The Mortality Effects of Antenatal Testing Laws
Winnie Fung, Wheaton College
Omar Robles, U.S. Bureau of Labor Statistics (BLS)
Even though syphilis can be prevented effectively and treated inexpensively, it has remained a global public health problem. Many developing countries have recently instituted syphilis prevention programs in antenatal care, but there has not been a systematic study of the effects of such programs. This paper is the first to study antenatal testing laws initiated in the U.S. in 1938-1947 which mandated physicians attending to pregnant women to test them for syphilis. We use the variation in the timing of state antenatal testing laws to estimate the laws’ effect on neonatal mortality rates and deaths due to preterm birth. Using 1931-1947 NCHS Vital Statistics data, we find that these laws decreased neonatal mortality rates of nonwhites by 3.15 per 1,000 live births (a 8.6% reduction) while having no discernible impact on whites. The laws contributed to a narrowing of the white-nonwhite neonatal mortality gap by 18.0% by 1947.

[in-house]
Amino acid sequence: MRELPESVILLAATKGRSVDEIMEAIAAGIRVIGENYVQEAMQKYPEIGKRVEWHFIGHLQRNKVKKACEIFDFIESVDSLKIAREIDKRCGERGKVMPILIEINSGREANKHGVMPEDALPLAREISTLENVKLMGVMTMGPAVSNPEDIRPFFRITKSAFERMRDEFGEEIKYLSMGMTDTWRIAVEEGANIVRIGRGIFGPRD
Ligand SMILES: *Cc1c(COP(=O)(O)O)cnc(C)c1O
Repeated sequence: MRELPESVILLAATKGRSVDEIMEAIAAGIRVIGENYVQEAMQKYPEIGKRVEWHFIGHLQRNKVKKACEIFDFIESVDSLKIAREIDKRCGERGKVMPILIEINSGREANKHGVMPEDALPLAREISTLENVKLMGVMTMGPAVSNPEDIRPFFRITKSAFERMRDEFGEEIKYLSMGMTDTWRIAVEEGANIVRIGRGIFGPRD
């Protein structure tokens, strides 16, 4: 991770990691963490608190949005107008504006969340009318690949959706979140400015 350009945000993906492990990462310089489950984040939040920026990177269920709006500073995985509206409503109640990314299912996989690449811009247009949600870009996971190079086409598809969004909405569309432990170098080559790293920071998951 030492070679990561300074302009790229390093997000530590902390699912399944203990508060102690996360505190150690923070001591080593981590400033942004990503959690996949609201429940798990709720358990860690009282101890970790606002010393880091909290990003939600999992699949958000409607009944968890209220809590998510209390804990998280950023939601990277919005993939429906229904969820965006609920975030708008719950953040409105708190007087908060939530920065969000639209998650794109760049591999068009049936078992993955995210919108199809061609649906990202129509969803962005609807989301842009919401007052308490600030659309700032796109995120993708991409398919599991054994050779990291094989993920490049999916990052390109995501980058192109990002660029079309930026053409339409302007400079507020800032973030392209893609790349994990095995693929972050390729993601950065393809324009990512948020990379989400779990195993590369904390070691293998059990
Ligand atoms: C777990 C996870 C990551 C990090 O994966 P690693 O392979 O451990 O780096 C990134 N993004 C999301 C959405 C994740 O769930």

Presented in Session 141: Effects of Policies and Programs and Events on Infant Mortality and Birth Outcomes